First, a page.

Protesters placed Black Lives Matter signs, obscenity-laden flags in school board president’s front yard overnight, she says

MADISON, Wis. — Protesters placed Black Lives Matter signs and dozens of American flags decorated with anti-police messages on the lawn of Madison Metropolitan School Board President Gloria Reyes overnight Thursday, according to a Facebook live video Reyes posted Friday morning.

Protests throughout the week in Madison have focused on removing police from schools, among other demands.

In the video Reyes said she understands where the protesters are coming from, noting how Black and brown communities are treated differently, but she argues removing police from schools is not the way to fix it.

“How can we say that taking officers out of our schools will all of sudden stop the arrest of black and brown people,” Reyes said in response to a comment on the video, also saying police would still be called to schools in response to incidents. “I would rather have an officer who has a relationship with students who can de-escalate. There are so many instances like this. We have to deal with the institutional racism that exists in police culture. That should be our focus.”

Reyes, a former police officer, said she got into policing to try and fix the way communities of color are treated by police.

The Madison Metropolitan School District has been under pressure to remove police from schools for years. Freedom, Inc., one of the organizations behind week-long protesting, has led that charge.

In 2019, the school board took a unique step in building a clause into their contract with the Madison Police Department that allows them to remove a school resource officer from one of the area high schools. The second of two opportunities to execute this option expires June 10.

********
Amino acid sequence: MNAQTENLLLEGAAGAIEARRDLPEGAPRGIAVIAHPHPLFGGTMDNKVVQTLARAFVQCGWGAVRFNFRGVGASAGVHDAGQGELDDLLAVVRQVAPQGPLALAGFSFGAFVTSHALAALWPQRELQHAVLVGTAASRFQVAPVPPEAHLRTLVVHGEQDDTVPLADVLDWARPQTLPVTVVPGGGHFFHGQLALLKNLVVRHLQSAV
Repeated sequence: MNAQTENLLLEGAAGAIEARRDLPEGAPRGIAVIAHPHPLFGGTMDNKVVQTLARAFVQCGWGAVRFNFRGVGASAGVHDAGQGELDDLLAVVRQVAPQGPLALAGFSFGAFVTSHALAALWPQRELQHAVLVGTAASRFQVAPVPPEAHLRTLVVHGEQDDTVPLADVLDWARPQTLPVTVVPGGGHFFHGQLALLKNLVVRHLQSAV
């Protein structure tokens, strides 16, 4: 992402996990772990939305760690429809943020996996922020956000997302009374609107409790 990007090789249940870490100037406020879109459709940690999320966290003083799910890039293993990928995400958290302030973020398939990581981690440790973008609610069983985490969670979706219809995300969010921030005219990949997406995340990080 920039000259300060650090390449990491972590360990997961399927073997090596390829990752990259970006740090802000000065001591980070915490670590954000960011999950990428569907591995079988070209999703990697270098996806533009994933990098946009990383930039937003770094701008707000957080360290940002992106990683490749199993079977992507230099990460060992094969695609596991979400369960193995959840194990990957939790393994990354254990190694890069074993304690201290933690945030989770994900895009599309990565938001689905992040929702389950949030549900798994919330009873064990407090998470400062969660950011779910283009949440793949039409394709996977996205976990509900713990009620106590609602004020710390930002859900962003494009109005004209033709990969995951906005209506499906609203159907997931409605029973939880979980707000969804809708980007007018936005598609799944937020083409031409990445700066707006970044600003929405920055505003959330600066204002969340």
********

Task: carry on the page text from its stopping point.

The school board is unlikely to make that move, though. The school board has only one public workshop between Friday and the deadline. Reyes has also indicated she’s not interested in taking the step.

“I believe now is not the time for decisions to be made as a reaction to simply our emotions, but to continue to better understand the genesis of these emotions and to make informed decisions, that are thoughtful, purposeful, in-line with our values, through a lens of equity and with consideration for the safety and well being of every single student,” she said in a statement Friday.

A spokesperson for Madison Metropolitan School District also said the leadership at all four high schools indicated they were not interested in getting rid of their officers.

Ali Muldrow, the vice president of the school board, voted against the contract last year, and she said she still believes the district should stop having police in schools, noting how students of color are disproportionately stopped or otherwise impacted by their presence.

“We have to be against something like that,” Muldrow said. “It’s not an option to be for subjecting African American students to incarceration far more frequently than anyone else for the same sorts of things that kids of all identities are participating in.”

Muldrow said this is just one area she believes the education system should improve to bring equity to the students, something Reyes seemed to agree with.

“What are we going to do?” Reyes said in her Facebook live. “We’re going to fix the systemic racism within every institution and organization in this city. That is what we need to be focused on.”